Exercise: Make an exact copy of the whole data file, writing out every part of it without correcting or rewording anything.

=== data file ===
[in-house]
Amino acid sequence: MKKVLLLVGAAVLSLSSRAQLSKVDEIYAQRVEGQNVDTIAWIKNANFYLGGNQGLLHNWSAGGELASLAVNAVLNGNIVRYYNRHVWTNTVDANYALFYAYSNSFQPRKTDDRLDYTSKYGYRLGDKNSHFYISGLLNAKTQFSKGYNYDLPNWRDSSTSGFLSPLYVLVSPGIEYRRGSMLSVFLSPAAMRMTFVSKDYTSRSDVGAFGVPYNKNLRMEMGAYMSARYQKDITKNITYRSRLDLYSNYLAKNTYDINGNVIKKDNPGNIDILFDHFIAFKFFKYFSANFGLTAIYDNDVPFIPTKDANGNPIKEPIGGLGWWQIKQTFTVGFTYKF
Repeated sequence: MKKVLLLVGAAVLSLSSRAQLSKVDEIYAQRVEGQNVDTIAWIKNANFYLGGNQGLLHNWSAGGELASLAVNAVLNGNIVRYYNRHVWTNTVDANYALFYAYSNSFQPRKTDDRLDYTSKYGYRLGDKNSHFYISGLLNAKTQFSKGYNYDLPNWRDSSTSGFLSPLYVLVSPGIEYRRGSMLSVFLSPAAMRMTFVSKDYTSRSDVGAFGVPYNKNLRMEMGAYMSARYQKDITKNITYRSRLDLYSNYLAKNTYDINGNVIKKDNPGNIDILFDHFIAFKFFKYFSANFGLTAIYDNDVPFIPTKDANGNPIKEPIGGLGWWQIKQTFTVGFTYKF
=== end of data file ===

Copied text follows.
[in-house]
Amino acid sequence: MKKVLLLVGAAVLSLSSRAQLSKVDEIYAQRVEGQNVDTIAWIKNANFYLGGNQGLLHNWSAGGELASLAVNAVLNGNIVRYYNRHVWTNTVDANYALFYAYSNSFQPRKTDDRLDYTSKYGYRLGDKNSHFYISGLLNAKTQFSKGYNYDLPNWRDSSTSGFLSPLYVLVSPGIEYRRGSMLSVFLSPAAMRMTFVSKDYTSRSDVGAFGVPYNKNLRMEMGAYMSARYQKDITKNITYRSRLDLYSNYLAKNTYDINGNVIKKDNPGNIDILFDHFIAFKFFKYFSANFGLTAIYDNDVPFIPTKDANGNPIKEPIGGLGWWQIKQTFTVGFTYKF
Repeated sequence: MKKVLLLVGAAVLSLSSRAQLSKVDEIYAQRVEGQNVDTIAWIKNANFYLGGNQGLLHNWSAGGELASLAVNAVLNGNIVRYYNRHVWTNTVDANYALFYAYSNSFQPRKTDDRLDYTSKYGYRLGDKNSHFYISGLLNAKTQFSKGYNYDLPNWRDSSTSGFLSPLYVLVSPGIEYRRGSMLSVFLSPAAMRMTFVSKDYTSRSDVGAFGVPYNKNLRMEMGAYMSARYQKDITKNITYRSRLDLYSNYLAKNTYDINGNVIKKDNPGNIDILFDHFIAFKFFKYFSANFGLTAIYDNDVPFIPTKDANGNPIKEPIGGLGWWQIKQTFTVGFTYKF